Belle Jackpot is going strong. The next one will be July 6. There’s a short hiatus from BJA action during the state finals and the PRCA rodeo, but it will be going all summer. Great place to season horses and people, without the pressure of big entry fees and the toughs on their rodeo horses. Great fun to watch too.
The Interior (SD) Roping Club is having its annual Interior Frontier Days Rodeo, starting with a Ranch Rodeo at 4 p.m. on July 2. July 3-4 will be the SDRA/MSRA/NRCA rodeo at 4 p.m. both days. Wilson will be providing the bucking stock, so the action will be top notch. They’ve done lots of work on the arena and have rebuilt the roping end of the arena and put in new bleachers. There will also be a big parade and a huge fireworks display to add to the action. Connie Twiss, club secretary and my informant, says that in the ’20s it was the number-two rated rodeo in the U.S. I believe it! That’s COWBOY country! They will be honoring all veterans in the stands, plus the flag and son from each branch of the military will be presented. A team and wagon will be provided if they want to ride in the grand entry too. Nice touch, for sure. For more information on the rodeo, call 605-433-5390, or talk to Connie at 605-433-5457. Interior is located in one of the most beautiful places on earth, so head on down there and take in a great celebration. The Badlands are in their Sunday best this year.
One more quick rodeo note, Garrett Vig, Mud Butte, SD, was second in the second round and tied for second place in the average at the EOLS Ed Miller Memorial Xtreme Bulls Division 2 at Union, OR. Good job Garrett!
There have been several tragedies in the ranching world, some close, some far away. Gary DeVries, Bridger, MT rancher, was helping brand at a neighbor’s and was struck by lightning and killed while gathering cattle in the Pryor Mountains. His horse was also killed.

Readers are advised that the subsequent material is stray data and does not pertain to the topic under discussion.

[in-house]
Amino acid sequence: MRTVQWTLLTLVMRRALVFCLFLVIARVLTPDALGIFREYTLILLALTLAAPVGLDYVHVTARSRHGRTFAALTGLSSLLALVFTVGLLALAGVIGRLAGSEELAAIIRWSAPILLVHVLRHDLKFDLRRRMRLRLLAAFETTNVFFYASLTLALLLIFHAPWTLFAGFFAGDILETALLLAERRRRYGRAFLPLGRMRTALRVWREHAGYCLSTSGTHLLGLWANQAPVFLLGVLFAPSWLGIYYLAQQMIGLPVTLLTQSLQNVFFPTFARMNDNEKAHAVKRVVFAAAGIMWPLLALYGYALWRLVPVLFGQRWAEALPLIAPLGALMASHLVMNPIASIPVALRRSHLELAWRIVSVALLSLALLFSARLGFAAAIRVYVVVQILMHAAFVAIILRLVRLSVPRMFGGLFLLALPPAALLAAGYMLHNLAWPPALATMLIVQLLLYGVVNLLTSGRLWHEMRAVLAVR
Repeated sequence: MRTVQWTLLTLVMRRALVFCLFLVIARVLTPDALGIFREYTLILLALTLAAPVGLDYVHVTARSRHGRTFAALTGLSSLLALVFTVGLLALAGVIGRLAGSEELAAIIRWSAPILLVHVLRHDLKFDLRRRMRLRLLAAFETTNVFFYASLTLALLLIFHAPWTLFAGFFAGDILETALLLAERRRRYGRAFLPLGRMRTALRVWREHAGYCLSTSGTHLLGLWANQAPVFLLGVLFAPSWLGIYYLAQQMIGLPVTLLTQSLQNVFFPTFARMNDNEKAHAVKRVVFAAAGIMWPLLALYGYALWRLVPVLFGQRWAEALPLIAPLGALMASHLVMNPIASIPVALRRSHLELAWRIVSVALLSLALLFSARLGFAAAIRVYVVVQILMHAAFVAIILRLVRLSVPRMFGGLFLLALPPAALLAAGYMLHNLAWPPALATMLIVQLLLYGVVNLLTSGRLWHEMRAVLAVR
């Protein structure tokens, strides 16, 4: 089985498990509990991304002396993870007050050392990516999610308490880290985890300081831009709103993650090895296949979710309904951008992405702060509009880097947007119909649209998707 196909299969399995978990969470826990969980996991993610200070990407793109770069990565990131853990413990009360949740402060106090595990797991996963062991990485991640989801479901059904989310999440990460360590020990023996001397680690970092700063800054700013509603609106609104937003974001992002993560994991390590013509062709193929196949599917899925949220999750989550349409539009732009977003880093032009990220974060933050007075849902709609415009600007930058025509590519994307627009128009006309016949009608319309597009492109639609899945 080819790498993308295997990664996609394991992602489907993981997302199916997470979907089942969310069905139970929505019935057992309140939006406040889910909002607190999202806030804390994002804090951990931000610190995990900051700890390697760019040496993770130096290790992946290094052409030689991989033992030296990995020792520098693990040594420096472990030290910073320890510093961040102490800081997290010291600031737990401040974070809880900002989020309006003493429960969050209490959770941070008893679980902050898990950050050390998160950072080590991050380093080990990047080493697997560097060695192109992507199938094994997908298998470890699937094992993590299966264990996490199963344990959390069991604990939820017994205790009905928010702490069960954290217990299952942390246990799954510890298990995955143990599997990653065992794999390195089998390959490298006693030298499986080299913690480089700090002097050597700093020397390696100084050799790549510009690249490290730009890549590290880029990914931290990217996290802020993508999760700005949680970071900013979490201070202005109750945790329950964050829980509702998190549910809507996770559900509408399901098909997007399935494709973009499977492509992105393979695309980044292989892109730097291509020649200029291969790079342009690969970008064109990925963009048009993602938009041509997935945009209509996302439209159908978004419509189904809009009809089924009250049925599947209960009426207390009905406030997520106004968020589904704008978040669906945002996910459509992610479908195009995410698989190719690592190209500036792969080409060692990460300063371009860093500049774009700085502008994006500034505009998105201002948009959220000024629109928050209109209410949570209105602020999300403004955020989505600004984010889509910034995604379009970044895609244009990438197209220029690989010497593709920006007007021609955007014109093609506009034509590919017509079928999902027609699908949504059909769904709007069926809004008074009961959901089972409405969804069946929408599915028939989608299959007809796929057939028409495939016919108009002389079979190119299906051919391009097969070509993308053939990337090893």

We all take for granted that thunder and lightning are far away when we can see it and hear it in the distance. It can travel for miles, though, and a little cloud far away can carry the bolt that will kill you. This is such a tragic event for that community and Gary’s family, and a grim reminder of our vulnerability when we’re out in the open on a horse.
A teenage girl in Arizona, a good friend of friends of ours, was killed in a freak round pen accident while she and her uncle, a professional trainer, were working a colt. On the same day in New Mexico, a good friend of ours was moving some of their cattle up some steep, brushy slopes, when his horse got tangled in some old wire and fell with him. The horse rolled over Dave twice for sure and broke him up some. He also has some severe tendon damage and it may be quite a while before he’s back horseback, but at least he’s alive and will walk again.
The three incidents I mentioned could happen to any of us. It’s not that we knowingly take risks, but our lifestyle is filled with risk until maybe we don’t respect it enough. None of us are tougher than lightning, and none of us are bigger than a horse, so we don’t stand much of a chance when things go haywire. What I’m saying is, don’t take chances. Enough can go wrong when we’re being careful.